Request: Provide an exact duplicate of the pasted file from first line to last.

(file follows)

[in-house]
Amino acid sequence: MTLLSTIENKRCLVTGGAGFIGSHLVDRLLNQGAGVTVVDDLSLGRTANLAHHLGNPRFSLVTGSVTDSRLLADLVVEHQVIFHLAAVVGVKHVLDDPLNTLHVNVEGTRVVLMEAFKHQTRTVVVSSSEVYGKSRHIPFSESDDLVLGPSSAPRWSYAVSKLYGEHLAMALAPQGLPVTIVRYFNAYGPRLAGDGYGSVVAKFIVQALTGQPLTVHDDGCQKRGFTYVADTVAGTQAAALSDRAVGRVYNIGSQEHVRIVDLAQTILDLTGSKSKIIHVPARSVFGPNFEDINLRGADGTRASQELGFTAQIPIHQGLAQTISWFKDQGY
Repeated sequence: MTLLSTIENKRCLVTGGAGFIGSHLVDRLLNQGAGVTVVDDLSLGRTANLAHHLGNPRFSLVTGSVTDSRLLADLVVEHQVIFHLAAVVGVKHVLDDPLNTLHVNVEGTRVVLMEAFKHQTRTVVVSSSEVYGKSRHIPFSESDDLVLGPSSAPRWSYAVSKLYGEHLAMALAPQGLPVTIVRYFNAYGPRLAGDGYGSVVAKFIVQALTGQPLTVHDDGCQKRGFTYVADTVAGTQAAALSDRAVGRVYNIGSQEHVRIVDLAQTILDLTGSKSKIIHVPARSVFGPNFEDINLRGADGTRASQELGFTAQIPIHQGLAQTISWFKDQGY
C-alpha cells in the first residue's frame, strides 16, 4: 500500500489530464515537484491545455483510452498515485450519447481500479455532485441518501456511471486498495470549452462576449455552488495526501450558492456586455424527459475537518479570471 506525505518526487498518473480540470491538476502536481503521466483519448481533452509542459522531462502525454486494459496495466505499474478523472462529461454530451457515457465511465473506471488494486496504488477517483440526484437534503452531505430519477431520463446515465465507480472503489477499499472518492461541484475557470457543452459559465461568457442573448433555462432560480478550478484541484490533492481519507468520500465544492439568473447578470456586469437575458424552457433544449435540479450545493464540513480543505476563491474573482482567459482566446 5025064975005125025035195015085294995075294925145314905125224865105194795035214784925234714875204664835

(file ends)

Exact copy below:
[in-house]
Amino acid sequence: MTLLSTIENKRCLVTGGAGFIGSHLVDRLLNQGAGVTVVDDLSLGRTANLAHHLGNPRFSLVTGSVTDSRLLADLVVEHQVIFHLAAVVGVKHVLDDPLNTLHVNVEGTRVVLMEAFKHQTRTVVVSSSEVYGKSRHIPFSESDDLVLGPSSAPRWSYAVSKLYGEHLAMALAPQGLPVTIVRYFNAYGPRLAGDGYGSVVAKFIVQALTGQPLTVHDDGCQKRGFTYVADTVAGTQAAALSDRAVGRVYNIGSQEHVRIVDLAQTILDLTGSKSKIIHVPARSVFGPNFEDINLRGADGTRASQELGFTAQIPIHQGLAQTISWFKDQGY
Repeated sequence: MTLLSTIENKRCLVTGGAGFIGSHLVDRLLNQGAGVTVVDDLSLGRTANLAHHLGNPRFSLVTGSVTDSRLLADLVVEHQVIFHLAAVVGVKHVLDDPLNTLHVNVEGTRVVLMEAFKHQTRTVVVSSSEVYGKSRHIPFSESDDLVLGPSSAPRWSYAVSKLYGEHLAMALAPQGLPVTIVRYFNAYGPRLAGDGYGSVVAKFIVQALTGQPLTVHDDGCQKRGFTYVADTVAGTQAAALSDRAVGRVYNIGSQEHVRIVDLAQTILDLTGSKSKIIHVPARSVFGPNFEDINLRGADGTRASQELGFTAQIPIHQGLAQTISWFKDQGY
C-alpha cells in the first residue's frame, strides 16, 4: 500500500489530464515537484491545455483510452498515485450519447481500479455532485441518501456511471486498495470549452462576449455552488495526501450558492456586455424527459475537518479570471 506525505518526487498518473480540470491538476502536481503521466483519448481533452509542459522531462502525454486494459496495466505499474478523472462529461454530451457515457465511465473506471488494486496504488477517483440526484437534503452531505430519477431520463446515465465507480472503489477499499472518492461541484475557470457543452459559465461568457442573448433555462432560480478550478484541484490533492481519507468520500465544492439568473447578470456586469437575458424552457433544449435540479450545493464540513480543505476563491474573482482567459482566446 5025064975005125025035195015085294995075294925145314905125224865105194795035214784925234714875204664835